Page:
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Health Agencies Update
September 28, 2005

Alcohol and Cancer

JAMA. 2005;294(12):1481. doi:10.1001/jama.294.12.1481-c

A study conducted by scientists from the National Institute on Alcohol Abuse and Alcoholism and the National Institute of Standards and Technology provides new information on the known link between drinking alcoholic beverages and increased risk of upper gastrointestinal tract cancer and other types of cancer (Theruvathu et al. Nucleic Acids Res. 2005;33:3513-3520).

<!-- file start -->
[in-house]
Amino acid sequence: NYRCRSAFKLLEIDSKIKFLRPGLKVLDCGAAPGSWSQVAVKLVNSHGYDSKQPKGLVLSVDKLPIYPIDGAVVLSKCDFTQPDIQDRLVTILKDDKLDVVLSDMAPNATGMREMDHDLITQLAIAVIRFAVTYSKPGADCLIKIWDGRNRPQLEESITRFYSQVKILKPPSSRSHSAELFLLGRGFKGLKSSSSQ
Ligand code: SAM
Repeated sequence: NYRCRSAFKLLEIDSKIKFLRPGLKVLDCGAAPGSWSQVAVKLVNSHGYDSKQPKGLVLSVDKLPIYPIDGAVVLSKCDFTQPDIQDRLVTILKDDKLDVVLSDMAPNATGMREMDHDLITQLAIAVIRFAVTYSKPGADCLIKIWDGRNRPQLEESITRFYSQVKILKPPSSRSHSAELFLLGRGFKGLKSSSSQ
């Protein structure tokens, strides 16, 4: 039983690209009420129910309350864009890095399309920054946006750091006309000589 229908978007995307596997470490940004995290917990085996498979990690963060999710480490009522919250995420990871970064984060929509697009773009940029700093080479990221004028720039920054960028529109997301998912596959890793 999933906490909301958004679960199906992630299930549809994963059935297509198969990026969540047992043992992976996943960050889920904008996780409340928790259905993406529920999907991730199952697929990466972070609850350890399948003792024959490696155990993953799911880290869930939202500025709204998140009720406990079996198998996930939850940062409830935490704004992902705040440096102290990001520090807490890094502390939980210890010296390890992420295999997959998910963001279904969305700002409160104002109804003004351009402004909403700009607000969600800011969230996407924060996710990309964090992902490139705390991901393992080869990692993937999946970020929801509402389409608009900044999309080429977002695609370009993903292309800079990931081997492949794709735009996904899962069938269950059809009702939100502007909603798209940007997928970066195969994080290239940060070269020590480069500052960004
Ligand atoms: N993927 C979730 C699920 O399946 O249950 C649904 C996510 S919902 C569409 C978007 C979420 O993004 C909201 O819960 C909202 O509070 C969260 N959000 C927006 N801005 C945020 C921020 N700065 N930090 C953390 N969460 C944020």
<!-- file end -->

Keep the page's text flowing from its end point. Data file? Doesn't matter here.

Researchers studying a potential link between alcohol and cancer have focused on acetaldehyde, a suspected carcinogen that is the first metabolite formed as the body breaks down alcohol. The new report indicates that polyamines, natural compounds involved in cell growth, interact with acetaldehyde and trigger reactions that damage DNA, a scenario that can lead to the development of cancer.

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